Licorice: The Candy That Fights Diabetes

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The age-old snack is so good for us, some are calling it "the medicinal plant of 2012."

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A new treatment for diabetes may have just been identified from the most unlikely source: the basic ingredient of a candy.

Licorice root, the raw material for licorice candy, has now been hailed as containing substances with an anti-diabetic effect. These molecules reduce blood sugar and possess anti-inflammatory properties.

And even more important: they are extremely well tolerated by the human body.

Because of its beneficial effects, the licorice root has been dubbed the 'Medicinal plant of 2012.'

The licorice root has been used as a traditional healer since ancient times. Certain forms of licorice root have already been shown to calm the digestive system and ameliorate respiratory ailments in humans. Because of its beneficial effects, the licorice root has been dubbed the "Medicinal plant of 2012."

Now scientists have discovered that licorice root from the papilionaceae or leguminous family might also be effective in the treatment of type 2 diabetes. This form of diabetes affects humans who are usually overweight or obese, causing the body becoming resistant to insulin. So far, treatments for type 2 diabetes have been developed but none of them halt disease progression. Many clinicians believe that the best treatment for type 2 diabetes is to prevent it before it starts.

The group that made the discovery is based at the Max Plank Institute for Molecular Genetics in Berlin, Germany. A research team there identified a group of natural substances within licorice root called amorfrutins, which are named after the fruit of the Amorpha fruticosa bush in which they are also found.

The group demonstrated in a mouse model of diabetes that amorfrutins reduce blood sugar levels and inflammation that would otherwise be present in the mice suffering from diabetes. In addition, ingesting the amorfrutins prevented the development of a fatty liver - which is a common side effect of diabetes and an excessively fat-rich diet.

The scientists also discovered that the amorfrutin molecules bind to a nuclear receptor called PPARγ. PPARγ plays an important role in fat and glucose metabolism by activating various genes that reduced the concentration of fatty acids and glucose within the blood. The reduced glucose level prevented the development of insulin resistance in the mice - thereby blocking the main cause of type 2 diabetes.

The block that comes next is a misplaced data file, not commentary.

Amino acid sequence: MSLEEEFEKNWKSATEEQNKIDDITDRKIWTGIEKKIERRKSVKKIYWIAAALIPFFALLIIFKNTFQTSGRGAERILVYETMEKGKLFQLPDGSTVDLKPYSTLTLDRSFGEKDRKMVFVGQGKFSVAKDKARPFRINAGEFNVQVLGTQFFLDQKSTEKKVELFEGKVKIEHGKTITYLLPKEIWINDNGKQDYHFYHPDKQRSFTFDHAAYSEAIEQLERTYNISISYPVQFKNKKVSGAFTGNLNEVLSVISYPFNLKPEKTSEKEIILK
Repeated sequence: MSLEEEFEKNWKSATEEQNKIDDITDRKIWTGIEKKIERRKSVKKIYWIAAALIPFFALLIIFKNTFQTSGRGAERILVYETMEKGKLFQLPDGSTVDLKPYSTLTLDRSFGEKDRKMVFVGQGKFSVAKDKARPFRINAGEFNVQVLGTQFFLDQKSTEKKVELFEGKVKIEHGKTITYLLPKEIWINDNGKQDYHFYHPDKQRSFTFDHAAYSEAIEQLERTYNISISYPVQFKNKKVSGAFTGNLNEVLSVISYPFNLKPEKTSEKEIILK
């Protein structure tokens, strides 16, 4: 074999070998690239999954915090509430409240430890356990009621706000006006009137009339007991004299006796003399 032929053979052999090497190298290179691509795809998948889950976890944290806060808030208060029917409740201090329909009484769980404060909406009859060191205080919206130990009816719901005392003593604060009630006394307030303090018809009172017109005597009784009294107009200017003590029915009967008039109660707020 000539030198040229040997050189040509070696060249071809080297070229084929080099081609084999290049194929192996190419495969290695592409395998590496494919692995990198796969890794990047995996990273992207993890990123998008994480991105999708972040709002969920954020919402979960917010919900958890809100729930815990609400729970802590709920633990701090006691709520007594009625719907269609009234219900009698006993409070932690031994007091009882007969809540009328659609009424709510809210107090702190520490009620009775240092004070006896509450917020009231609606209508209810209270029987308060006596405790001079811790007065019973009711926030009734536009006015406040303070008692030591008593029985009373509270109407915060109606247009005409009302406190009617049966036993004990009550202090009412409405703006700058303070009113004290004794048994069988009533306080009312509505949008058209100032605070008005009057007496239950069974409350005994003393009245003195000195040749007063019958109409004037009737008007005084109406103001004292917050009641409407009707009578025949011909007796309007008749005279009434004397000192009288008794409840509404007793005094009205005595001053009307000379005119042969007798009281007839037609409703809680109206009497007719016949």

There are already drugs on the market that activate the PPARγ receptor; however, many of them are not selective and cause side effects like weight gain and cardiovascular problems. Amorfrutins represent a novel method to activate the PPARγ receptor minus the side effects.

However, the scientists immediately found a problem with dosage. The amount of amorfrutin molecules in a piece of licorice available for human consumption is far too low to cause the same beneficial effects that were identified in the diabetic mice. Therefore, the researchers are developing a special protocol to extract amorfrutins from the Amorpha fruticosa that they hope will lead to mass production on an industrial scale.

"The amorfrutins can be used as functional nutritional supplements or as mild remedies that are individually tailored to the patient," said Sascha Sauer, lead investigator of the study and head of the Otto Warburg Laboratory at Max Plank Institute. "In view of the rapid spread of metabolic diseases like diabetes, it is intended to develop these substances further so that they can be used on humans in the future."

The next step for the scientists will be to test the efficacy of the plant amorfrutin extracts in clinical studies on diabetes patients. Diabetes patients are in dire need of a new drug after a pair of treatments currently on the market, Avandia and Actos, were recently restricted by the FDA after new evidence surfaced linking the drugs to heart failure and stroke.

This study was published online in the journal Proceedings of the National Academy of Sciences USA on April 16, 2012.


This article originally appeared on TheDoctorWillSeeYouNow.com, an Atlantic partner site.

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Michael J. Gertner works for a lab in the Department of Neuroscience at Albert Einstein College of Medicine, where he is a Ph.D. candidate. He writes for TheDoctorWillSeeYouNow.com.

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